Steve Earle presented excerpts of his poetry and fiction writing at the 2000 New Yorker Festival.


Steve Earle wrote and produced an off-Broadway play about the death of Karla Faye Tucker, the first woman executed since the death penalty was reinstated in Texas.


Steve Earle responded by appearing on a variety of news and editorial programs and defended the song and his views on patriotism and terrorism.


In 2004, Earle released the album The Revolution Starts Now, a collection of songs influenced by the Iraq War and the policies of the George W Bush administration and won a Grammy for best contemporary folk album.


That year Steve Earle was the subject of a documentary DVD called Just an American Boy.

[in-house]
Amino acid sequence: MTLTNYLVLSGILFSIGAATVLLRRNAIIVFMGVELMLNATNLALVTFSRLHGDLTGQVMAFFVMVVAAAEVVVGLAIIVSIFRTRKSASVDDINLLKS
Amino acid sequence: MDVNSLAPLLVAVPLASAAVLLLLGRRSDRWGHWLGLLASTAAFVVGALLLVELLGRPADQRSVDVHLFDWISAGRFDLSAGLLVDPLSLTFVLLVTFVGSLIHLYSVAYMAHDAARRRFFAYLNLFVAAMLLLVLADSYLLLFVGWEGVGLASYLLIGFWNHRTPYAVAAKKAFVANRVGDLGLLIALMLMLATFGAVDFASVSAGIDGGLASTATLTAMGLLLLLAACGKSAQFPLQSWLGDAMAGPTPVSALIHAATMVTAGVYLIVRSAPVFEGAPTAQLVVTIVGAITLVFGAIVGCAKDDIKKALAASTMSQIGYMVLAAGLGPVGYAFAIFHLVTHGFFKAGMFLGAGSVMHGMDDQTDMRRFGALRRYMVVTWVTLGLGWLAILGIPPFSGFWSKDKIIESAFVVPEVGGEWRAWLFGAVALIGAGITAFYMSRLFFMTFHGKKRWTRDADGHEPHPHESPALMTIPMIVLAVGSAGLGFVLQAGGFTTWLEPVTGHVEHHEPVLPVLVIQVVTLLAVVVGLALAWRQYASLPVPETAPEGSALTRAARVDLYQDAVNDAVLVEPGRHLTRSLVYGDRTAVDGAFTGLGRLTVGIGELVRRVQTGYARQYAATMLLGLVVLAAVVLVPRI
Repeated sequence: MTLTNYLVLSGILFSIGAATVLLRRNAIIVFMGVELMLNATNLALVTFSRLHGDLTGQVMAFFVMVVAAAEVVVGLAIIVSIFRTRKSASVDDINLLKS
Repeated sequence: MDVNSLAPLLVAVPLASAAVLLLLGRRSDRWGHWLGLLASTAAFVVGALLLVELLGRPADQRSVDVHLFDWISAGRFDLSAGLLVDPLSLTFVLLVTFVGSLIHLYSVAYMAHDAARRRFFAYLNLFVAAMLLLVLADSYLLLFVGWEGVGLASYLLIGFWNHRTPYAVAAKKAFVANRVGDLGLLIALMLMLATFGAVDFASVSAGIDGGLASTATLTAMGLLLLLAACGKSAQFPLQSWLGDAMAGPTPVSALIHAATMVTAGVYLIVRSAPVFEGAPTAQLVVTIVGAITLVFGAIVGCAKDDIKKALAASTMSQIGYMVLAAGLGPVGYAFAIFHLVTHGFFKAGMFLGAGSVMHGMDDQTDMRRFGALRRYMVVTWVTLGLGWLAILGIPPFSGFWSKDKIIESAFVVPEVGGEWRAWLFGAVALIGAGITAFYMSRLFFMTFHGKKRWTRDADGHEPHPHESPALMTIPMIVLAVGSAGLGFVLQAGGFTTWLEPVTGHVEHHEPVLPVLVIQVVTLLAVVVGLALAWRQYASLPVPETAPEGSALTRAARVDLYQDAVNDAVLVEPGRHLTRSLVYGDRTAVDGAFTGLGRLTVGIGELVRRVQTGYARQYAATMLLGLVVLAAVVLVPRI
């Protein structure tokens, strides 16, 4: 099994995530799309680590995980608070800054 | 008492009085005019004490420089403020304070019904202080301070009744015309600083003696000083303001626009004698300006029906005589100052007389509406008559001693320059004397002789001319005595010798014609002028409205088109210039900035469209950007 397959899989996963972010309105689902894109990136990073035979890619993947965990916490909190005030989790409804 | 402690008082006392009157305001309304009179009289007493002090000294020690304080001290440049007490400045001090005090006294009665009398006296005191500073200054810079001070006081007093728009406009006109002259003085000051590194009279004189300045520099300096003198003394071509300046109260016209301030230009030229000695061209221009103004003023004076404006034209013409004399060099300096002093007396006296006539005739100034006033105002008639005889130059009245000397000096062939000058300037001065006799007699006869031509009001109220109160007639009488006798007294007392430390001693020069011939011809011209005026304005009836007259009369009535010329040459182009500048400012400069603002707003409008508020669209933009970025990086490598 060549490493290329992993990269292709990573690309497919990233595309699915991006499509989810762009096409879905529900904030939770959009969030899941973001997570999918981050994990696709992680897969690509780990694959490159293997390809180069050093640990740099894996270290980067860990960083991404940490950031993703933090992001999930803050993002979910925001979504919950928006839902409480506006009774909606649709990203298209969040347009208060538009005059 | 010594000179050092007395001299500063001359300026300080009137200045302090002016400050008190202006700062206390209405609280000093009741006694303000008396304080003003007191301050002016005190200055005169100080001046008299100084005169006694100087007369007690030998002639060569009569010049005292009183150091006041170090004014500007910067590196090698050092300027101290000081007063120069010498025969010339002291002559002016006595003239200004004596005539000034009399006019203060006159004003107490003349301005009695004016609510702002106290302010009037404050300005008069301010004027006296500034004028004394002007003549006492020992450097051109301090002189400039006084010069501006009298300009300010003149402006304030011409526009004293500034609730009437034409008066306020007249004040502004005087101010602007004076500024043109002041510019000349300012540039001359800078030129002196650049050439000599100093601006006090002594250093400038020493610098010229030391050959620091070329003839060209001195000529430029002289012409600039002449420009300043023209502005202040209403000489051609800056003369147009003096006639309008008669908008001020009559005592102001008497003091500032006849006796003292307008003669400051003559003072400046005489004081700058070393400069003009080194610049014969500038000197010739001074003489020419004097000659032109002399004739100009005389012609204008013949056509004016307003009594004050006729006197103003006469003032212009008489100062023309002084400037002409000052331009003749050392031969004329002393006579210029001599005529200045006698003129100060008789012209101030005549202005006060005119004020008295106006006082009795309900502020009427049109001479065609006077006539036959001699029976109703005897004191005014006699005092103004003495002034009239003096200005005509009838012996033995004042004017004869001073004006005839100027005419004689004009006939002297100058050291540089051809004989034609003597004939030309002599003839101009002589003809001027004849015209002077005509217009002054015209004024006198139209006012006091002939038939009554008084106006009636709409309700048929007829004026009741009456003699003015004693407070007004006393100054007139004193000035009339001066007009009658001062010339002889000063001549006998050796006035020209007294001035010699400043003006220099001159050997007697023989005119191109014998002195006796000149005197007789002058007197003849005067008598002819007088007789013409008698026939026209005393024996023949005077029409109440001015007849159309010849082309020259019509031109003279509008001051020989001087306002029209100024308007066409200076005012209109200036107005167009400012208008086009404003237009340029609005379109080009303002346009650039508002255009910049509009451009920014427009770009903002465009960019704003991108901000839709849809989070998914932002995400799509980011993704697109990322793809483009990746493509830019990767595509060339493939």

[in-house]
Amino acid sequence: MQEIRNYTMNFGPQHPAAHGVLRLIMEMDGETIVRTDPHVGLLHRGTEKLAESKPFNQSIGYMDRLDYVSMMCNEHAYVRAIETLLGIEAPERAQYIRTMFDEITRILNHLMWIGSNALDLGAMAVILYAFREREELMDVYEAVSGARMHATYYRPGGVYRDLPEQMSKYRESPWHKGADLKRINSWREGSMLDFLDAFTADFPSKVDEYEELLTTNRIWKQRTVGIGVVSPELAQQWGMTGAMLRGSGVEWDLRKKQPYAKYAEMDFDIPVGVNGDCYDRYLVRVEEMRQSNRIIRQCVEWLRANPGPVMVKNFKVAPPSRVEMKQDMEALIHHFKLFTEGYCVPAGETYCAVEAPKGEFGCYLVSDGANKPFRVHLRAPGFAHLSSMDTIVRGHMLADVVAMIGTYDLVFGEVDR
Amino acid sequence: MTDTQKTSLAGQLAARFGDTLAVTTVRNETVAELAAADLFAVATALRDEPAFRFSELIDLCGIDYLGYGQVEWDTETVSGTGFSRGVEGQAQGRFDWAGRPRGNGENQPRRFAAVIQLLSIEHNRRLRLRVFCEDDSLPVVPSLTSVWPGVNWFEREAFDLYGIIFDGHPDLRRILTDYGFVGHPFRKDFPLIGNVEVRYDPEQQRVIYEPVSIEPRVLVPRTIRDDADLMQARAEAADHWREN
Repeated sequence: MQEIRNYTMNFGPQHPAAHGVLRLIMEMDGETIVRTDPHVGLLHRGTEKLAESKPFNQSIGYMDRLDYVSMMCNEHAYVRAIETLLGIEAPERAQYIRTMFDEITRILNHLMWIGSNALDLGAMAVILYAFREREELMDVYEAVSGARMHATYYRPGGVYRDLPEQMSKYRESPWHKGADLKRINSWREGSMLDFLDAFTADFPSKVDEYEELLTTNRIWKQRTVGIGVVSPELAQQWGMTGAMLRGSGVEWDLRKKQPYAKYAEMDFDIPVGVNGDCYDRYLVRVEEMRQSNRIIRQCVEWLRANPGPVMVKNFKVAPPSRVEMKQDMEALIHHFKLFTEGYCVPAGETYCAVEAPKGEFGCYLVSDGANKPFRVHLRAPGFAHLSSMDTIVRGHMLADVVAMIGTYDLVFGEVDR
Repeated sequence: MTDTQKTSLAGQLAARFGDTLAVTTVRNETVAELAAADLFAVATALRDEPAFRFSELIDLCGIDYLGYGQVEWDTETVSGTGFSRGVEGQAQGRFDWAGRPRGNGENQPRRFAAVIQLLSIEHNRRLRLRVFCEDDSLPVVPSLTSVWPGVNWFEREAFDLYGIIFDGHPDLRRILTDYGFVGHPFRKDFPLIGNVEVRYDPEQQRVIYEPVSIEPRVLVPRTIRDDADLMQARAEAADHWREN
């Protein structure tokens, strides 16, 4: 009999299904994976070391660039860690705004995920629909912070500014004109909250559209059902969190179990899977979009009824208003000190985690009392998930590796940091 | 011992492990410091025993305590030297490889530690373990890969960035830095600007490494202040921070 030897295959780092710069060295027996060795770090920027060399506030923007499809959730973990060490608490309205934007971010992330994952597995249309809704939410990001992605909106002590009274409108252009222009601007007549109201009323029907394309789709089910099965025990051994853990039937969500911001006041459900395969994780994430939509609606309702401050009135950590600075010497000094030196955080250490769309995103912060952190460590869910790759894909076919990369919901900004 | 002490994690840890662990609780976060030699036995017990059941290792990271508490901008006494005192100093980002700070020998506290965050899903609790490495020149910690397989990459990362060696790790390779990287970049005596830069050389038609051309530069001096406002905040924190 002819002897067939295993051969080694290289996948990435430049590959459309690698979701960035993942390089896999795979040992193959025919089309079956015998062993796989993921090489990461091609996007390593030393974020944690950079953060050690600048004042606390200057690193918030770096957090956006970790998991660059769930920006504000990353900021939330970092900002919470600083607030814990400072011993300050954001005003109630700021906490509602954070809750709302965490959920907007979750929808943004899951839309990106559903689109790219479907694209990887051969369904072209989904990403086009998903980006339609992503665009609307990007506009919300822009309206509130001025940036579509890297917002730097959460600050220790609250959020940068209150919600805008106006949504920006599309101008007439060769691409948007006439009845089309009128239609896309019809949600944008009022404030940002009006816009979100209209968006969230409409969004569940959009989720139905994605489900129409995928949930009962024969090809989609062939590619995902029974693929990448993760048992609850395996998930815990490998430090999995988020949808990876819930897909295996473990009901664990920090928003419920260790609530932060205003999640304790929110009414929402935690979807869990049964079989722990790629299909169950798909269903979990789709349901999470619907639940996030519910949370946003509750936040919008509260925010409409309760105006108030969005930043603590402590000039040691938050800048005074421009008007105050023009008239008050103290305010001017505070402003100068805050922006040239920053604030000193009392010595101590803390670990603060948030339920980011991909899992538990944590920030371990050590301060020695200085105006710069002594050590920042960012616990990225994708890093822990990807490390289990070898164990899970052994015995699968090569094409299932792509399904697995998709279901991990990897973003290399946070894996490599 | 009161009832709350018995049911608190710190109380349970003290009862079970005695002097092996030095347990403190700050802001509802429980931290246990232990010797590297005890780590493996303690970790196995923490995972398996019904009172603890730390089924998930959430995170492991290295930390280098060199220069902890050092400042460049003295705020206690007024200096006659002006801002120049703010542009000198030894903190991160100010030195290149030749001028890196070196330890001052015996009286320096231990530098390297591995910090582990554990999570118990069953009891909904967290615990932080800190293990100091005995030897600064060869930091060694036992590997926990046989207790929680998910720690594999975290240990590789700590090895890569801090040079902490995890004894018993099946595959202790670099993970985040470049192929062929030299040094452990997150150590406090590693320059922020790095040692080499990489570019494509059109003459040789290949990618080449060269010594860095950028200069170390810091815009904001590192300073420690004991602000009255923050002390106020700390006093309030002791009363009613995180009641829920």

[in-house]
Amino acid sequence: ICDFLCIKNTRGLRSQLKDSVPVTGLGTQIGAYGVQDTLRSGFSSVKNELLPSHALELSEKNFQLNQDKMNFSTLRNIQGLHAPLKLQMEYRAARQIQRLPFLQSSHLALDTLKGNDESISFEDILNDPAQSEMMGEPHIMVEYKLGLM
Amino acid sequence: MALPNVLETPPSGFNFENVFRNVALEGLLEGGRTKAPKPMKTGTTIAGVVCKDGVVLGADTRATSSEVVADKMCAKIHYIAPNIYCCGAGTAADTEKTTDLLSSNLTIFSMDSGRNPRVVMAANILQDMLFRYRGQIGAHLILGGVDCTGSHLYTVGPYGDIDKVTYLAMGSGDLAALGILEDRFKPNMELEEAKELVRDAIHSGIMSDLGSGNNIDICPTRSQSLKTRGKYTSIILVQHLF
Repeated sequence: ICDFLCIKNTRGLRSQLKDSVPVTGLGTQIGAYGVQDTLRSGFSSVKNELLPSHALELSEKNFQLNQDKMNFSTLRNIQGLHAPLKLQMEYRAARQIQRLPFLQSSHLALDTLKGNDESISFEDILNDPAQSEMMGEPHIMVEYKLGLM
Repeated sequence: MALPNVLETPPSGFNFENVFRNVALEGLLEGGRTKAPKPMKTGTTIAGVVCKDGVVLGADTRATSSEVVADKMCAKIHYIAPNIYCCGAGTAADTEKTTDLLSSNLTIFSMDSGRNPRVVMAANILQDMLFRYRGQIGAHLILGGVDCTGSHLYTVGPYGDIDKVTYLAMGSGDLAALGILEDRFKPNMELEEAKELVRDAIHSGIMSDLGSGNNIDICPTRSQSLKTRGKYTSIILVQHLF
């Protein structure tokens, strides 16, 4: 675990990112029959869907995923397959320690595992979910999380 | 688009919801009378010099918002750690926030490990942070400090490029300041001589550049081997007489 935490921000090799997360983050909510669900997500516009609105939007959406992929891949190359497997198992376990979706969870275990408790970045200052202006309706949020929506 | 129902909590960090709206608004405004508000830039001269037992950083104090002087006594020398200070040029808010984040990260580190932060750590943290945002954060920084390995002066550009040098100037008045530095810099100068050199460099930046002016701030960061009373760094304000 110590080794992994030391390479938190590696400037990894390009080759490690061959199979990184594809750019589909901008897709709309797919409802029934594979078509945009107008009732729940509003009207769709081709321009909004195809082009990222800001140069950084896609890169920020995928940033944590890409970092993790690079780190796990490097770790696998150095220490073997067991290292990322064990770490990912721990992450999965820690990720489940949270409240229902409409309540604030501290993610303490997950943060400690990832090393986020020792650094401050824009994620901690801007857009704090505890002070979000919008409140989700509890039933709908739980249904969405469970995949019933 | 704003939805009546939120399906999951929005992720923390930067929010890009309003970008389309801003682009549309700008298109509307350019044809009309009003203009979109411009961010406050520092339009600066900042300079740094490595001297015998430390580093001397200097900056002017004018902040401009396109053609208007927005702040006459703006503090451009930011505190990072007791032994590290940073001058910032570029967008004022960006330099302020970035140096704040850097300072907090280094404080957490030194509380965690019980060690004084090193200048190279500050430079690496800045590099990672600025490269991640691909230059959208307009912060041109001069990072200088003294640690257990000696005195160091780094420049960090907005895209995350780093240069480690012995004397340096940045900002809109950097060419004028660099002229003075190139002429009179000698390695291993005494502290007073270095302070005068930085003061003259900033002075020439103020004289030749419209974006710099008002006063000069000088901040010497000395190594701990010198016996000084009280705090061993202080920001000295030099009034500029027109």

In 2006, Steve Earle contributed a cover of Randy Newman's song "Rednecks" to the tribute album Sail Away: The Songs of Randy Newman.


Steve Earle hosted a radio show on Air America from August 2004 until June 2007.


In September 2007, Steve Earle released his twelfth studio album, Washington Square Serenade, on New West Records.


Steve Earle recorded the album after relocating to New York City, and was his first use of digital audio recording.


In 2008, Steve Earle produced Joan Baez's album Day After Tomorrow.


On May 12,2009, Steve Earle released a tribute album, Townes, on New West Records.


In 2010, Steve Earle was awarded the National Coalition to Abolish the Death Penalty's Shining Star of Abolition award.


Steve Earle has recorded two other anti-death penalty songs: "Billy Austin", and "Ellis Unit One" for the 1995 film Dead Man Walking.


Steve Earle released his first novel and fourteenth studio album, both titled I'll Never Get Out of This World Alive after a Hank Williams song, in the spring of 2011.


On February 17,2015, Steve Earle released his sixteenth studio album, Terraplane.